Malta faced a series of corruption scandals in 2010. In August, the mayor of San Gwann was charged with soliciting bribes and his son received a two-year suspended jail sentence on corruption charges for soliciting bribes for waste contracts. In August, the mayor of Santa Venera resigned after corruption charges were brought against her. Separately, the deputy mayor of Gharb resigned in Augustafter statutory rape charges were brought against him. A survey conducted by Malta Today in 2010 indicated that only 20 percent of the population felt that corruption was being fought at the local and national levels. In September 2010, the Maltese government presented the Whistleblower’s Act in an effort to combat corruption.Private sector employers would be required to establish a whistleblower’s office to address allegations of irregularity, providing workers with the opportunity to report corrupt activities at their place of employment. Whistleblowers would be protected from prosecution or disciplinary measures unless they reported allegations to the media before passing the claims through the whistleblower’s office. The act would also add a special investigator position to Malta’s Permanent Commission against Corruption. The bill had not yet been passed by year’s end. Malta was ranked 37 out of 178 countries surveyed in Transparency International’s 2010 Corruption Perceptions Index.
The constitution guarantees freedom of speech and of the press, though incitement to racial hatred is punishable by a jail term of six to eight months. Blasphemy is also illegal, and censorship remains an ongoing issue. There are several daily newspapers and weekly publications in Maltese and English, as well as radio and television stations. Residents also have access to Italian television broadcasts. Finance Minister Tonio Fenech filed a libel suit against two Malta Today editors in 2009 for challenging his integrity as a minister. The newspaper filed a counter-protest in November of that year, and no further action was taken against the paper in 2010. In February 2010, student organizations joined together to form the Front Against Censorship, organizing a march against the country’s blasphemy laws and a clause in the Press Act which prohibits printed criticism of public morals. The government does not restrict internet access.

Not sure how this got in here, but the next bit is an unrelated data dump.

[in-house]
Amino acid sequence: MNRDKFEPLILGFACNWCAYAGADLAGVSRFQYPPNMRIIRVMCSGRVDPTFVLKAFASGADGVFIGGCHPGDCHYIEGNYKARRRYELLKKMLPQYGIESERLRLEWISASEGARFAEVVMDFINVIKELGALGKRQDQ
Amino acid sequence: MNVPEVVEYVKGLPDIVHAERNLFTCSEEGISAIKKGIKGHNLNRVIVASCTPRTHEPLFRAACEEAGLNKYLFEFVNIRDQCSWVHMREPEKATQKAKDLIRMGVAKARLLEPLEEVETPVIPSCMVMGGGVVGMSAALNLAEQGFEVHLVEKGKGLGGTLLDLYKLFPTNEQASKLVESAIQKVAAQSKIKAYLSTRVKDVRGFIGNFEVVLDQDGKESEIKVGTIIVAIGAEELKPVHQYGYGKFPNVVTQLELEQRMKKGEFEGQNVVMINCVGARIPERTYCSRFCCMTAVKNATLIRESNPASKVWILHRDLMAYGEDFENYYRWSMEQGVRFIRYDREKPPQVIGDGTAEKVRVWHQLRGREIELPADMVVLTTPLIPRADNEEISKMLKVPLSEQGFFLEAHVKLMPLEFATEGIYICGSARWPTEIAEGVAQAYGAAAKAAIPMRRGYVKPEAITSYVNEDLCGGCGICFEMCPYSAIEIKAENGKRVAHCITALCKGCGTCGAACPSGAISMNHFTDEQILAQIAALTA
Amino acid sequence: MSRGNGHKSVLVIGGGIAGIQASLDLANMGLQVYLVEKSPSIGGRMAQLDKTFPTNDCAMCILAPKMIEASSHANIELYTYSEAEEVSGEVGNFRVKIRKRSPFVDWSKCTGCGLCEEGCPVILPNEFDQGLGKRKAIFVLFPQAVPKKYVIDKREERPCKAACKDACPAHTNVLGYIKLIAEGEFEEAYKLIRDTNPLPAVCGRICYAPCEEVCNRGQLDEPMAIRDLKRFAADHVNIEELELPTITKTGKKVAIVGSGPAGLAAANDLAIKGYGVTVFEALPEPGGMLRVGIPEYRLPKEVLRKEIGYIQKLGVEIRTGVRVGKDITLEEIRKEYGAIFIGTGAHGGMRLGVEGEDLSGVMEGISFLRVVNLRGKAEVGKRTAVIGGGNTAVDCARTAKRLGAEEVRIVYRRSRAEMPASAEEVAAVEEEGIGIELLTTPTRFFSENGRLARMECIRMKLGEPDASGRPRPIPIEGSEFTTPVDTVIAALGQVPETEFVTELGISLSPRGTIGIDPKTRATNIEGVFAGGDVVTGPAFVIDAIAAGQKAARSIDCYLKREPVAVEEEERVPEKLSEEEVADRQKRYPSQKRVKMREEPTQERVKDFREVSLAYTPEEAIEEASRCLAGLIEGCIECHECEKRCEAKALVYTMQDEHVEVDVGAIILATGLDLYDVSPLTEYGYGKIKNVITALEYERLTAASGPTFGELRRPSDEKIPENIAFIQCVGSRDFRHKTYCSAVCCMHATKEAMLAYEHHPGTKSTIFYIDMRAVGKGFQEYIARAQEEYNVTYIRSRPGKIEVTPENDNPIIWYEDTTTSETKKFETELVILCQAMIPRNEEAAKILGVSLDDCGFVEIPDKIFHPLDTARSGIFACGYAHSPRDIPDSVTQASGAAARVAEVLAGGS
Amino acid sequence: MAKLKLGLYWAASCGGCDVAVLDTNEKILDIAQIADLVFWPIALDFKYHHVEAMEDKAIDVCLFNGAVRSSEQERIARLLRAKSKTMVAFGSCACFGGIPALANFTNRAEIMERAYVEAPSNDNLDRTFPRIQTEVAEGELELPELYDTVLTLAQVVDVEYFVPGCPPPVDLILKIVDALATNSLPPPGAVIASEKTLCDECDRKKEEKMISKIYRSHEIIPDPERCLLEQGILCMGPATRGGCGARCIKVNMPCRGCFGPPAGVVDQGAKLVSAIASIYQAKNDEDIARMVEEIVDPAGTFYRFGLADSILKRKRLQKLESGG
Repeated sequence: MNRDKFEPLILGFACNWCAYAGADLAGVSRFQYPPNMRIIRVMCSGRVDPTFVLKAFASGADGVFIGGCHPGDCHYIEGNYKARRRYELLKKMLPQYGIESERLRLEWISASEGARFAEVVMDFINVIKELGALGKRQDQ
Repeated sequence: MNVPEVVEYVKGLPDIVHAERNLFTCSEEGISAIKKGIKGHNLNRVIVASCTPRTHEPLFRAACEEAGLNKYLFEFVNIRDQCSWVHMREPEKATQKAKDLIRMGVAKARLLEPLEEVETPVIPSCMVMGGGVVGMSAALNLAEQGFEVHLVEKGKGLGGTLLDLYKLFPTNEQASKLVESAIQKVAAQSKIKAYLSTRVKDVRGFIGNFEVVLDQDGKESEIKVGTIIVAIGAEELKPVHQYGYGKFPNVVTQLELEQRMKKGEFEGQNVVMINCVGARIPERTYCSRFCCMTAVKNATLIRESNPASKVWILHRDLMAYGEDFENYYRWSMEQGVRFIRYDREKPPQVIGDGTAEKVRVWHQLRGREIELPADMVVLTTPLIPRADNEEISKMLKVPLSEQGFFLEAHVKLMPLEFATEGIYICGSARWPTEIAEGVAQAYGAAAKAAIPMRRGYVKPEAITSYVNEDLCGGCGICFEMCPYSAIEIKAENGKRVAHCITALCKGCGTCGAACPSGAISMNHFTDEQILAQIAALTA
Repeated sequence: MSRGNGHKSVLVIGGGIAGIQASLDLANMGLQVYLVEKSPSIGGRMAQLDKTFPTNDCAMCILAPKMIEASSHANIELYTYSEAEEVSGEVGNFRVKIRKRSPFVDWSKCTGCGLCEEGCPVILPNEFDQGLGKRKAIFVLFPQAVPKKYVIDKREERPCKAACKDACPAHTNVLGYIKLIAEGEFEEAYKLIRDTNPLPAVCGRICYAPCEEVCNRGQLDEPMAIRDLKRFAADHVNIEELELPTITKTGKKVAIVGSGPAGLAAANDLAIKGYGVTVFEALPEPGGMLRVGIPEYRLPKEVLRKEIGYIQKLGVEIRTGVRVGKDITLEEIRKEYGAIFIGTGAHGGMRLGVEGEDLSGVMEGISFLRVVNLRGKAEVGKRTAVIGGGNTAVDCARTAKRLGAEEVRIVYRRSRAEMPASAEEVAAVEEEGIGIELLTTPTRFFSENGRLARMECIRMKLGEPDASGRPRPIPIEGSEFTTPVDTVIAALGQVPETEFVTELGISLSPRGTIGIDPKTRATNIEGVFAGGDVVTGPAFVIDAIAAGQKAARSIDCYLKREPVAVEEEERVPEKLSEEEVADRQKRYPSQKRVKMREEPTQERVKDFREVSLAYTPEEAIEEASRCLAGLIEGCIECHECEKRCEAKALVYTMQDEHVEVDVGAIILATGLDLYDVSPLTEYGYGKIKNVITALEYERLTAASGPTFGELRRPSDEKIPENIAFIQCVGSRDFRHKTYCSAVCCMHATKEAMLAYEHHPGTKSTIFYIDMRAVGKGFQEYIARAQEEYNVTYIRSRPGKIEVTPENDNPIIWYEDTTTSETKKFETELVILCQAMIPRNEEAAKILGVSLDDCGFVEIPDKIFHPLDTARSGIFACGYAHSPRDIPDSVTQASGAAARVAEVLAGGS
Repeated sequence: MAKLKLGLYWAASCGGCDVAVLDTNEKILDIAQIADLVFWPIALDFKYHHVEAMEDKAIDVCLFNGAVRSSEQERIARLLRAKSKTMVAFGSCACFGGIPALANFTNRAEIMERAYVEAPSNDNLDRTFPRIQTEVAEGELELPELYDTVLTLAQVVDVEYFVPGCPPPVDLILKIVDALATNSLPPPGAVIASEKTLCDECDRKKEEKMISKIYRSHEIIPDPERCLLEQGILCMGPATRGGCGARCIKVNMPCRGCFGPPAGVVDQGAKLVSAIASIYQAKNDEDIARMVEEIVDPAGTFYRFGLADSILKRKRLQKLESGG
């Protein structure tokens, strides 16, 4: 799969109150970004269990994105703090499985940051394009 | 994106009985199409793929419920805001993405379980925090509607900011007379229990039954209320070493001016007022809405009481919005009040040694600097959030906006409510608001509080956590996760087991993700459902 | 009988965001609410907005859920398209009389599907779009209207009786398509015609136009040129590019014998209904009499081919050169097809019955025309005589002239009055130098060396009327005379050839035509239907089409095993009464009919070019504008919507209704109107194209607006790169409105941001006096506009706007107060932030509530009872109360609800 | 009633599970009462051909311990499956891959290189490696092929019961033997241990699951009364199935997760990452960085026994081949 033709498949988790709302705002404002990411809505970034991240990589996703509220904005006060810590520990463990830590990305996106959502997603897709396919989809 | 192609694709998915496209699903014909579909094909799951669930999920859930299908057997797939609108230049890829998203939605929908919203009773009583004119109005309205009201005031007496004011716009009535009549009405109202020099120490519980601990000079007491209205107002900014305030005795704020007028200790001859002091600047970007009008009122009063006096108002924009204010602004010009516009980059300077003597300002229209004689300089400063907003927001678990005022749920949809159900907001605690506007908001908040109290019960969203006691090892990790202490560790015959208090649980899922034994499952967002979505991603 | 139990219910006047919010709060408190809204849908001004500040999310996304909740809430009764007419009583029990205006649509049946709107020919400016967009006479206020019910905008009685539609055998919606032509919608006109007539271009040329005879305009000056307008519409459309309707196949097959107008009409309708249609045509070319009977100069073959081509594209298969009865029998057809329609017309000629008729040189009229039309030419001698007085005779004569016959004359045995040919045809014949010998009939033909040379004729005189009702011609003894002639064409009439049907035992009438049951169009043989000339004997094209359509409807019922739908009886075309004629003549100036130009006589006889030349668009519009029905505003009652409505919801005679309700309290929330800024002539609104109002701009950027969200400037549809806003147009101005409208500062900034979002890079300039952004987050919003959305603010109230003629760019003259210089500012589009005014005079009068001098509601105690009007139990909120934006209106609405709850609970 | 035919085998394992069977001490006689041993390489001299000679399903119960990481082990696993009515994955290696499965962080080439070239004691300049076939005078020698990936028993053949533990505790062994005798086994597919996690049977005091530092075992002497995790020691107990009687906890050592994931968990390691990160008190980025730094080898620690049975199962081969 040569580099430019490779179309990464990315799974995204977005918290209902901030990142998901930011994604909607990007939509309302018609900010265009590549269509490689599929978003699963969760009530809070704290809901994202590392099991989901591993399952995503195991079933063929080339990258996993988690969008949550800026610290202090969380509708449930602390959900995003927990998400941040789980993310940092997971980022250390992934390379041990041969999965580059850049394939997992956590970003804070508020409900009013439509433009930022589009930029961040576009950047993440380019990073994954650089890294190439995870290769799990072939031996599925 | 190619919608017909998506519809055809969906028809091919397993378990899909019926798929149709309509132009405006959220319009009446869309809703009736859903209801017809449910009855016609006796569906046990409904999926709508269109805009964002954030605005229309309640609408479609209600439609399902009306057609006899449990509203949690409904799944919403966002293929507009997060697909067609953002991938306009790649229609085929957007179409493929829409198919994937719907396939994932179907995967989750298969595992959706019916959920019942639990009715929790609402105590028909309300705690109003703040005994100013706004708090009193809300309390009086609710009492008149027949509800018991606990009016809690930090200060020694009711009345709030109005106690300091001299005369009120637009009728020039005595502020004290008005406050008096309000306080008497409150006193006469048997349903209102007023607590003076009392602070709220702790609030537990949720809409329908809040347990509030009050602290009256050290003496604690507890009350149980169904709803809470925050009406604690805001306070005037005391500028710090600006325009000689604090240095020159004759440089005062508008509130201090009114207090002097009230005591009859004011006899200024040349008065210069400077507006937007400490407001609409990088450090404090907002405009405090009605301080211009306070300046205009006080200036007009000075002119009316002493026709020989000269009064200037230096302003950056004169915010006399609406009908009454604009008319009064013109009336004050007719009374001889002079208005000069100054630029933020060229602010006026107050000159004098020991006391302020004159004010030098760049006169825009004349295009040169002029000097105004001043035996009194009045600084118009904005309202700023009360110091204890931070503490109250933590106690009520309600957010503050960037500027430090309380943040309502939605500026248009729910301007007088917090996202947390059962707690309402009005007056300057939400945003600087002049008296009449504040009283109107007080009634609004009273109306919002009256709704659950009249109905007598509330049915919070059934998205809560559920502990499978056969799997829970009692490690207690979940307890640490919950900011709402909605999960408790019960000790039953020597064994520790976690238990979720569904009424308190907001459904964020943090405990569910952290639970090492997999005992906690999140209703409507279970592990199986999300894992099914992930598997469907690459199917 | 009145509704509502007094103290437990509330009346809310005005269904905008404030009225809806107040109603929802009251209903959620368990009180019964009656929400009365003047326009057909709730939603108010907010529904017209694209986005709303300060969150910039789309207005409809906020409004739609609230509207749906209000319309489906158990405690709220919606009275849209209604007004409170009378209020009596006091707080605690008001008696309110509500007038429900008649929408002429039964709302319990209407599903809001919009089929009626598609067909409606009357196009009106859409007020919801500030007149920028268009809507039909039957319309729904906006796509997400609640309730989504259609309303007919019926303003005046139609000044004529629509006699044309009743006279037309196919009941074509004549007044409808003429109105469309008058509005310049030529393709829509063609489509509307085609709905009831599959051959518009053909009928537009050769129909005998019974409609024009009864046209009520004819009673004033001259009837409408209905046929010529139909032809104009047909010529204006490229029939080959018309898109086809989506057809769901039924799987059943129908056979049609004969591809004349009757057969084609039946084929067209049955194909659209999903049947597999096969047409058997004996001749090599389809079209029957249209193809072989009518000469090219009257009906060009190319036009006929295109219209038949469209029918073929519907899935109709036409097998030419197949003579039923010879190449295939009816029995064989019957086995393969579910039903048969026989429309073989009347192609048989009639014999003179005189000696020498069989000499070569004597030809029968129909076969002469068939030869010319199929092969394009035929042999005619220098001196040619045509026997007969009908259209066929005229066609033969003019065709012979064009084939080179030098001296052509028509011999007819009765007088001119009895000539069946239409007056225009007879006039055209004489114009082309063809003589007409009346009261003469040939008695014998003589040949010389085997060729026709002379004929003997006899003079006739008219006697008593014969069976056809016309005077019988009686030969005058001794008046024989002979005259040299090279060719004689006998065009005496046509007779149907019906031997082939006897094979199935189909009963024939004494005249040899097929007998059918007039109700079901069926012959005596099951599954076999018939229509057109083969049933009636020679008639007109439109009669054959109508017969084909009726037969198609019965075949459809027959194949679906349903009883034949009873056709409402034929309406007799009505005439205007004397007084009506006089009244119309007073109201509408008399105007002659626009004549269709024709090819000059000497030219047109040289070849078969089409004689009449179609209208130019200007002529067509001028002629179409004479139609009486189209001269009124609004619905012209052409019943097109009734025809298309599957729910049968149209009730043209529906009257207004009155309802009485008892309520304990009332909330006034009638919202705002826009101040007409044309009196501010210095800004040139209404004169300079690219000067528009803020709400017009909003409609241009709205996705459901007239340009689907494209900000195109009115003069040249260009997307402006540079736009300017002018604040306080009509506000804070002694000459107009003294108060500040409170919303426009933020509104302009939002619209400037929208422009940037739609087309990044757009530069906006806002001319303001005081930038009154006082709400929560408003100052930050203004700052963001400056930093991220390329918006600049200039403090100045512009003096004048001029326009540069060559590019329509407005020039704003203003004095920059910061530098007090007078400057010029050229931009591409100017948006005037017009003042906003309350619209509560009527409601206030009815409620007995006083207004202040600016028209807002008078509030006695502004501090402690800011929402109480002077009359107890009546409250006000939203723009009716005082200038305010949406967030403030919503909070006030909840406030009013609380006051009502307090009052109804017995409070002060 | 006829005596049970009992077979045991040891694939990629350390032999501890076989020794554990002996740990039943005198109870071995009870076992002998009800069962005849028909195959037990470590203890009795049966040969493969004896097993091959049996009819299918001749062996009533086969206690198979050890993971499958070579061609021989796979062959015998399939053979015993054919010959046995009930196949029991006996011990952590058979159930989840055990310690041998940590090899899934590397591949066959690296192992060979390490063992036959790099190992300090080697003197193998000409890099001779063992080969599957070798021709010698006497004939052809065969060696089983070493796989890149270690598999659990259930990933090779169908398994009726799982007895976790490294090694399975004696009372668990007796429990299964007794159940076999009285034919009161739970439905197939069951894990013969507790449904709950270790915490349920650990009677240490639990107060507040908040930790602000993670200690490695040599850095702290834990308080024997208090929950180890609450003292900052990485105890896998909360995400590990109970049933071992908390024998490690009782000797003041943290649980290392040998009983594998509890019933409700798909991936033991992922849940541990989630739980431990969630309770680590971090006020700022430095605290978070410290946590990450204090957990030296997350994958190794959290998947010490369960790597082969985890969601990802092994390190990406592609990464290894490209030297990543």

The constitution establishes Roman Catholicism as the state religion, and the state grants subsidies only to Catholic schools. While the population is overwhelmingly Roman Catholic, small communities of Muslims, Jews, and Protestants are tolerated and respected. There is one Muslim private school. Academic freedom is respected.
The constitution provides for freedoms of assembly and association, and the government generally respects these rights in practice. Nongovernmental organizations investigating human rights issues are able to operate without state interference. The law recognizes the right to form and join trade unions, and limits on the right to strike were eased in 2002. However, a compulsory arbitration clause in the country’s Employment and Industrial Relations Act allows the government to force a settlement on striking workers, contravening the International Labor Organization’s Convention 87. The clause is reportedly used only when all other channels for arbitration have been exhausted. Approximately 55 percent of workers are unionized.
The judiciary is independent, and the rule of law prevails in civil and criminal matters. Prison conditions generally meet international standards, though both the Council of Europe’s Commission for Human Rights and the EU Justice Commissioner have criticized poor detention conditions for irregular migrants and asylum seekers. Migrant workers are reportedly often exploited and subject to substandard working conditions. In July 2010, a group of immigrants introduced a “Network for Equality” in order to voice their own opinions on the immigration debate and pressure the Maltese government on certain migration and integration issues. Malta won a bid in 2009 to host the European Commission’s European Asylum Support Office, which will facilitate communication and cooperation between EU member states on asylum applications. However, the office had not been opened by the end of 2010.
Women occupy only 6 of the 69 seats in parliament, though they now hold two cabinet posts. Divorce is illegal, and violence against women remains a problem. Abortion is prohibited, even in cases of rape or incest. Malta is a destination for men and women trafficked for the purpose of sexual exploitation.